Old Esskay plant to be closed here many face layoff Owner says structural defects are to blame


Baltimore's venerable Esskay meat-processing plant will be closed by the end of the year because of dangerous structural problems, the parent company announced unexpectedly yesterday.

More than 300 workers will be affected by the shutdown -- some of them receiving immediate layoff notices, said Joseph W. Luter III, chairman and chief executive officer of Smithfield Foods Inc., which acquired the old city company in 1985.

Mr. Luter said consulting engineers making studies for a planned plant expansion found "some structural weaknesses" -- problems serious enough to immediately halt operations in the section where hams are boiled, and where the first layoffs likely will occur.

"In the environment today, you have to operate under a zero-risk environment," Mr. Luter said, adding that even a "half of one-half percent chance" of an accident from structural problems is unacceptable. "We cannot take that chance today."

Employees were notified of the abrupt decision at a late-afternoon meeting, and the company issued a brief, formal statement about 5:30 p.m.

The mayor's office and government economic development officials were not informed ahead of time and learned about the closing from news reports.

Esskay -- the familiar name for the Schluderberg-Kurdle meat company -- was repeatedly threatened with closing or cutbacks in operations in the 1980s, when unionized workers agreed to salary concessions to save the plant.

Mr. Luter said profitability is not the problem now -- only safety.

"We had been marginally profitable for some time now," he said last night in a telephone interview from his home in Smithfield, Va.

He said "other options" may be explored, but that it is too soon to say whether a new plant might be constructed to replace the complex in the 3800 block of E. Baltimore St.

"All options are open at this point," Mr. Luter said. "Obviously, this was a hasty decision made in the last 24 hours.

"If we stayed in Baltimore, we would have to build a new plant and we just haven't really focused in on that at all. We just found out, received a report from the outside engineers officially today."

A new plant would take "a year, probably a year and a half, if you made the decision today to design and build it," he added.

He said the company may be able to transfer some workers to its other Maryland plant in Landover, where an expansion project was completed in recent weeks.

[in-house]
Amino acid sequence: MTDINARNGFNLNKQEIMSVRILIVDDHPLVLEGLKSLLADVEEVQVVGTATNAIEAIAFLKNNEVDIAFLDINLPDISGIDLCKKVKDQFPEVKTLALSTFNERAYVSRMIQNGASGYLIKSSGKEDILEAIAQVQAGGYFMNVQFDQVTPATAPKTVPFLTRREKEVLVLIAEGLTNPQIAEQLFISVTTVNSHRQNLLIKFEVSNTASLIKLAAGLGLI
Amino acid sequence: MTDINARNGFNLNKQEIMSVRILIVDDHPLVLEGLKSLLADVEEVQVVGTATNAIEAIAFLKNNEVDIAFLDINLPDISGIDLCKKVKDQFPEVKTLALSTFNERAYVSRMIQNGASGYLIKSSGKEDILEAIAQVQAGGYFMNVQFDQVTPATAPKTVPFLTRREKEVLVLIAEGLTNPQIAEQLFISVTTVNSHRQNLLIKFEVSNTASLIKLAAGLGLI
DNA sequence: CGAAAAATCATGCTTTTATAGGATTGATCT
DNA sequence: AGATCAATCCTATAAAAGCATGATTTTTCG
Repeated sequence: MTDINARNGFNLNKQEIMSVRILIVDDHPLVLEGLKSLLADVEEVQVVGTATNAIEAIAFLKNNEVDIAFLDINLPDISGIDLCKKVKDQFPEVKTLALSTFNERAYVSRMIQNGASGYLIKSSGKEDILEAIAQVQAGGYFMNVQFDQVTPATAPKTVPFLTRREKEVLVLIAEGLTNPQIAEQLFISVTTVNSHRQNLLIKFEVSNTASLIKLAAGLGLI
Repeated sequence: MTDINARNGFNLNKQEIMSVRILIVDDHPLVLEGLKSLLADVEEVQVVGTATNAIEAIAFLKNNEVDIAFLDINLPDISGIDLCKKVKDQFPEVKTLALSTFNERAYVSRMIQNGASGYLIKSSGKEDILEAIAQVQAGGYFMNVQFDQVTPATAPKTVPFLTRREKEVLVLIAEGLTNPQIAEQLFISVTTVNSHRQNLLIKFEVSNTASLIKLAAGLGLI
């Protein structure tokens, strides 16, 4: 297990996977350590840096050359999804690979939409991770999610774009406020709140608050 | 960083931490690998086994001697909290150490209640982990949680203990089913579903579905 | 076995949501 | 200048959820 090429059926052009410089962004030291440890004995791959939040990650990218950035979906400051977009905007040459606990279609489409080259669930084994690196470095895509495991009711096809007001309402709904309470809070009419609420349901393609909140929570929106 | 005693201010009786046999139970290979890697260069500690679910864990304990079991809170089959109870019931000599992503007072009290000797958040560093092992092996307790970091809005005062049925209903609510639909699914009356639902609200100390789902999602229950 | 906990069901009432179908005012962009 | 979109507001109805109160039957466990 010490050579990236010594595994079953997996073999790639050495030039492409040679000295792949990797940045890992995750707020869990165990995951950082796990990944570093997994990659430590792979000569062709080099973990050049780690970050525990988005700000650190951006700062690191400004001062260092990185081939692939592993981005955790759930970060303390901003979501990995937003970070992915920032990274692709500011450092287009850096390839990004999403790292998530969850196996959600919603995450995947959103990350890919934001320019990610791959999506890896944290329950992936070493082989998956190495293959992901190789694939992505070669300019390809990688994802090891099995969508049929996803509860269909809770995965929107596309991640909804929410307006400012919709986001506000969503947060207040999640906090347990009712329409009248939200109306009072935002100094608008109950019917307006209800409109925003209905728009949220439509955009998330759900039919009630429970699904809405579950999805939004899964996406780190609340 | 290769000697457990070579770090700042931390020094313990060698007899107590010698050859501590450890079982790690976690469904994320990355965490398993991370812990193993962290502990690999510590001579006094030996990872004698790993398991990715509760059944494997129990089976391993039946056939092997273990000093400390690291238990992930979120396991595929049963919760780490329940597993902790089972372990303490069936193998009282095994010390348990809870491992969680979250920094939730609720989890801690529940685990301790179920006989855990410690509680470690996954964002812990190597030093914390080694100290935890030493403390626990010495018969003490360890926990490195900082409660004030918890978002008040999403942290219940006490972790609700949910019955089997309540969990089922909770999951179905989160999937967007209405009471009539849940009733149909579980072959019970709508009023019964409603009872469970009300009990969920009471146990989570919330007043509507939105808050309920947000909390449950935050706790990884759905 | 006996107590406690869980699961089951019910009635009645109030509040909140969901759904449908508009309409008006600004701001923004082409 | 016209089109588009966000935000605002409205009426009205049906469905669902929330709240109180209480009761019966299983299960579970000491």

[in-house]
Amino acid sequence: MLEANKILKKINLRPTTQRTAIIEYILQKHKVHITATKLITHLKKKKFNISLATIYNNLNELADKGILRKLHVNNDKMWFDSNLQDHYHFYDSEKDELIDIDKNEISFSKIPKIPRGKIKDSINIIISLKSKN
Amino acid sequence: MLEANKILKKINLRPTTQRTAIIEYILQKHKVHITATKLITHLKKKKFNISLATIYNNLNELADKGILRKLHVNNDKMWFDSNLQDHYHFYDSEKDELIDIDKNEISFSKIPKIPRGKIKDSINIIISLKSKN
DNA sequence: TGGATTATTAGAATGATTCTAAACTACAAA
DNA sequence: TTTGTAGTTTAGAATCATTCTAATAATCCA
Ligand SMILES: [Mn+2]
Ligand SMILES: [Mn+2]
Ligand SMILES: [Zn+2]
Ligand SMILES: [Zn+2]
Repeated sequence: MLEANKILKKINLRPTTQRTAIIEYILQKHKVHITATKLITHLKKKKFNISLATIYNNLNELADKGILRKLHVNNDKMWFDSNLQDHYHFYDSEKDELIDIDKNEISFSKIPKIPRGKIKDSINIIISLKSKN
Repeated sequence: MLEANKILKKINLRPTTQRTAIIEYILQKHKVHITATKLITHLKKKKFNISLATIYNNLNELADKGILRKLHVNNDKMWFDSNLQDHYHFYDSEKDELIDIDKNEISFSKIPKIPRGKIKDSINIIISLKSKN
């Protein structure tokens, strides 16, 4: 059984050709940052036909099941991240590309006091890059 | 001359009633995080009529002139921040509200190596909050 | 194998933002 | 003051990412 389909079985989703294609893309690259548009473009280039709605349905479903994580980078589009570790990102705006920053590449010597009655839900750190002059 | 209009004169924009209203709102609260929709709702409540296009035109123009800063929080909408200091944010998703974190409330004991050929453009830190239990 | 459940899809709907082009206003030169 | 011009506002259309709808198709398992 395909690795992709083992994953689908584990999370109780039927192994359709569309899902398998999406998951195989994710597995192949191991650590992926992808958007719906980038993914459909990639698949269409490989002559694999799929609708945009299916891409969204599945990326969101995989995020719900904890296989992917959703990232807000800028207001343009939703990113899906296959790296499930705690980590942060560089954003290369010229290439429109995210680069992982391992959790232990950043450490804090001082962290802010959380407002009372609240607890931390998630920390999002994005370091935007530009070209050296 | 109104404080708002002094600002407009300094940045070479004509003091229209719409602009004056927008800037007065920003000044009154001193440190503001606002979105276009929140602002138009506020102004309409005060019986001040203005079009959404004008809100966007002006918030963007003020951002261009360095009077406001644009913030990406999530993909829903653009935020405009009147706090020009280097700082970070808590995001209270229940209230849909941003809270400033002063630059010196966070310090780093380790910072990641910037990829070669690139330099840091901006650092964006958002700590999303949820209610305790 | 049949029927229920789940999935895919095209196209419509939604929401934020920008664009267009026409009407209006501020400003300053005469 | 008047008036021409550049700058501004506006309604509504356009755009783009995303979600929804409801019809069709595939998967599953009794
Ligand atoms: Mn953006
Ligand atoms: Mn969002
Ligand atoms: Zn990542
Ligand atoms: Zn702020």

But he was unable to estimate the numbers of jobs that might be available there. Two years ago, the company employed 555 workers at its two plants.

Officials of the United Food and Commercial Workers Union, which represents Esskay workers, could not be reached for comment last night but planned to hold a news conference this morning.

Clinton R. Coleman, the chief spokesman for Baltimore Mayor Kurt L. Schmoke, said his office had "no advance knowledge of this -- we were not notified."

He expressed hope, however, that the city would be able to save Esskay.

"The only thing I can tell you is we always stand ready to work with companies through the Baltimore Development Corp. and the Office of Employment Development," Mr. Coleman said last night. "And of course we stand ready to work with Esskay, hopefully before any final decision is made in this matter."

In 1985, Esskay's union workers, then numbering 630, voted as they had done four years earlier to continue working under a concessions agreement to keep the financially troubled company in Baltimore and secure financing for a new plant that would ensure future stability.

Later that year, the company was purchased by Smithfield and its negotiations with Local 27 of the United Food & Commercial Workers hit a roadblock on changes in work rules that Mr. Luter said were necessary for profitable operation of the plant. He said then that its production operations would be shut down without an agreement and the plant used only as a distribution center with about 50 employees.

In February 1986, workers agreed to a contract that included compromises that both sides said they could live with -- a settlement celebrated days later with a gathering of workers, company officials and politicians on a muddy parking lot to eat Esskay's famous hot dogs and hear about possible expansion.

Yesterday's announcement came as a shock to Fred J. Lengsfeld, whose role at that celebration was to relight the plant's 30-foot-high blue and orange neon "Esskay Quality Meats" sign.

"I was watching the news on TV when I heard about the plant closing and I couldn't believe it," said Mr. Lengsfeld, who worked at Esskay for 48 years before retiring in May 1991.

He said the building appeared in good shape while he worked there and was saddened that so many people would be out of work.

"They [company, union and city officials] worked hard to preserve the place," he said. "But I guess they felt it best to close it down and move."

Bernard Berkowitz, who was president of the Baltimore Economic Development Corp. during the period of Esskay's threatened closing and is now an economics teacher at the University of Maryland Baltimore County, voiced similar regrets.

He said a great deal of work and money went into preserving Esskay, adding he hoped the 300 to 400 employees who will lose their jobs with soon find other work.

He said plans were made several years ago to modernize the building, even build a new one here, but it was never done.

"I believe the company was honest in its intent to improve the structure, but I don't know why it wasn't done to the extent that we thought itmight," Mr. Berkowitz said.

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